Step, for a moment, into an imaginary world where Kobe Bryant, out of his sheer competitiveness, manages to split himself into two people: the player Kobe Bryant and head coach Kobe Bryant.
What would Coach Bryant do to fix the muddled mess that is the Los Angeles Lakers?
Henceforth in this article I will refer to Coach Bryant and Kobe to distinguish between the two.
1. Sit Down With Kobe
Coach Bryant would never tolerate this.
The very first thing he would do is sit down with Kobe and explain two things. First, this is absolutely Kobe's team. Second, that he, Coach Bryant, is the coach and he makes all the coaching decisions.
Coach Bryant would understand Kobe's cooperation would be essential, but he would also understand that sometimes Kobe extends himself beyond his bounds and needs to be reined in—and that this tendency can cause friction on the team.
Sometimes Kobe doesn't see the forest through the trees when he gets in games. Coach Bryant would be the best person to explain this to him if for no other reason that only Coach Bryant wouldn't be afraid of that glare.
2. Light a Fire
The next thing he would do is go all NCIS over Dwight Howard and slap him upside the head. And if Howard suggests Kobe should chill out Coach Bryant would give Kobe license to slap him upside the head again. Once he got Howard's attention, he'd have the rest of the team's.
There is this thing called nuance which Coach Bryant seems alone capable of understanding right now. There doesn't have to be a choice between waiting for things to develop and hitting the panic button.
It doesn't have to be one or the other. There are other options. For instance there could be concern, which would lead to working and trying to make things happen—as opposed to waiting for things to happen.
You can be desperate without panicking. Bryant is desperate for a sixth ring. That doesn't mean he's panicking. The first thing he would do is instill desperation into the rest of the team.
3. DEFENSE! DEFENSE! DEFENSE!
Both Kobe and Coach Bryant would agree on one thing: You really need to play defense to win basketball games. The Princeton offense has gotten its share of attention for the Lakers horrible start but the defense has been awful, and inexplicably so.
Yes, it is true that the pair of Steve Blake and Steve Nash are not the greatest defenders in the league. To be fair though, they're only giving up 21.8 points to opposing point guards, which is 21st in the NBA—not good but not dead last either.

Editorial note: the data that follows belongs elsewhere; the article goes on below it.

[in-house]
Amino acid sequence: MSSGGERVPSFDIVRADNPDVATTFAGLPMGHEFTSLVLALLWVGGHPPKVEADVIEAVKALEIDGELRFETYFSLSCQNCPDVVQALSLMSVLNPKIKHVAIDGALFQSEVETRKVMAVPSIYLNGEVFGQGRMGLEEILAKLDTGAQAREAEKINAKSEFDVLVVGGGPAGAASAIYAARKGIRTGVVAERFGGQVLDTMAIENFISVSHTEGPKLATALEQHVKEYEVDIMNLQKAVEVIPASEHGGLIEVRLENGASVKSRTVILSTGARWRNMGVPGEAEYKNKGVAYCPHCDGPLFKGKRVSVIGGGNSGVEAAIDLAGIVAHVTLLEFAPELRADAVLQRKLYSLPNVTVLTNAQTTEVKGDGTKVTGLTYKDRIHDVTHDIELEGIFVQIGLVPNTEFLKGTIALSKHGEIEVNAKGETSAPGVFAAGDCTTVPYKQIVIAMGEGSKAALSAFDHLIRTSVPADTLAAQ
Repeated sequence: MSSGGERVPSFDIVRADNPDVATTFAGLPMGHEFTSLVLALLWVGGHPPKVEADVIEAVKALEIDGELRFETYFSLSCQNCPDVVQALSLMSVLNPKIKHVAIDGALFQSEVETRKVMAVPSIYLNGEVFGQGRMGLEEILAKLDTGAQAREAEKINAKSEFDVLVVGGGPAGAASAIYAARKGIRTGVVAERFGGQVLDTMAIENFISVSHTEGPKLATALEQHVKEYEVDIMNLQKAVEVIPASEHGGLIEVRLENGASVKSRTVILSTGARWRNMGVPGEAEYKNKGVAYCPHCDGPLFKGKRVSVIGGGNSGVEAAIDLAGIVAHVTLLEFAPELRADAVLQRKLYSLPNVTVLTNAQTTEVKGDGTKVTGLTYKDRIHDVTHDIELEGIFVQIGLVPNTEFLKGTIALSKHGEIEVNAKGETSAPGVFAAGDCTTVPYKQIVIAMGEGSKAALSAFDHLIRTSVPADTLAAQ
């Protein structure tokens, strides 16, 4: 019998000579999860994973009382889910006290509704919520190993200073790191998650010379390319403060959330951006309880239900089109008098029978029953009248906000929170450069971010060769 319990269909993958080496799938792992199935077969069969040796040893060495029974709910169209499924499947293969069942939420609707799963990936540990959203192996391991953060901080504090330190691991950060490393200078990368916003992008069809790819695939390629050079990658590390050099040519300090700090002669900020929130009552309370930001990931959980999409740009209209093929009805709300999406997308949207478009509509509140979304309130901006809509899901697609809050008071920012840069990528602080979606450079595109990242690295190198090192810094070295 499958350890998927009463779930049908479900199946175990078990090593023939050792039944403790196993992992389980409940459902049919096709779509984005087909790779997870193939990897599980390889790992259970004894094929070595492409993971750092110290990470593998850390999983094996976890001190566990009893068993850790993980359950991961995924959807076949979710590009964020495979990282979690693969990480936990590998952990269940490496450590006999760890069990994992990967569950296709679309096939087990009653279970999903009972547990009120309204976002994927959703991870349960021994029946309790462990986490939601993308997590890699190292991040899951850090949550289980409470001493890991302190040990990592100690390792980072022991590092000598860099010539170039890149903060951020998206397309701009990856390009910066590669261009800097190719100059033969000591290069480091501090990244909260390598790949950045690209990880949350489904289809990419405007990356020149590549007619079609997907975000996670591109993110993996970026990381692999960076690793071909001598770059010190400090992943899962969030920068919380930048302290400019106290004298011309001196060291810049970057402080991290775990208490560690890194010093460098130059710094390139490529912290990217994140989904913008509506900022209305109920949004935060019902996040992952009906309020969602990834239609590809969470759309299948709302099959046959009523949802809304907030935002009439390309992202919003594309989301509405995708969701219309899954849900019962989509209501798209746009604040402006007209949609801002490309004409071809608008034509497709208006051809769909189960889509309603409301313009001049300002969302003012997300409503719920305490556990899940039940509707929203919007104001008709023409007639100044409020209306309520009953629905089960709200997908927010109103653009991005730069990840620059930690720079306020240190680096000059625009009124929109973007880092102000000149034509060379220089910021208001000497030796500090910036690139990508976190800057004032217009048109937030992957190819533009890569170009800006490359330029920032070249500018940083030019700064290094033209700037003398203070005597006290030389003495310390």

The problem is beyond just a single bad defender. The Lakers are 25th in defensive rating this year. It takes more than one or two bad defensive players to make that happen. The Lakers have two former Defensive Player of the Year Award winners on the team and a grand sum of about 1,283 All-Defense team selections.
Frankly, it's abysmal that the defense is this bad. Coach Bryant would focus the next several practices on defensive schemes and fix that end of the court before worrying about the offense.
4. Take Care of the Ball
The Lakers are turning the ball over on 17.5 percent of their possessions. There's just no way to win basketball games when you're doing that, especially when you're forcing turnovers on only 12.3 percent of your opponents' possessions.
Essentially that means the Lakers are getting five fewer possessions than their opponents every game. (Imagine a game in which your opponent gets the last five possessions. You'd see an eight-point lead evaporate into a two-point loss. Effectively that's what the Lakers are doing.)
Coach Bryant would impose some kind of Phil Jackson-Taoist-Zen trick to get the team to realize the importance of keeping the ball. A large chunk of the Lakers turnovers are just coming from being sloppy, and Coach Bryant wouldn't stand for that, not even from the team leader in turnovers, Kobe.
5. Simplify the Princeton
If you thought I was going to say that he would get rid of the Princeton, think again. Remember this was his idea. I'm just not sure if what he's seeing on the court is what he was thinking of when he recommended it.
Brown has tried to throw so many things into the mix that it's not really anything anymore, so it ends up just being a very confused kind of offense.
The Lakers as a team are averaging just 73.6 field goal attempts per game, which is the fewest in the league. Part of that is because of the high number of turnovers, but another factor is the uncertainty surrounding the offense: There are times when players simply don't know what to do.
The Lakers offense is like someone took pizza, peanut butter cups and gumbo—all great on their own—and decided to throw them together to make something new. Some things are better left undisturbed.
Sure, if you wanna add a little something extra to the gumbo, an extra topping on the pizza, or want to put your Reese's in your ice cream, that works. Tweak things, don't combine them. That's the point. The Lakers need to pick an offense and go with it.
As far as what he would do the next day, I have no idea.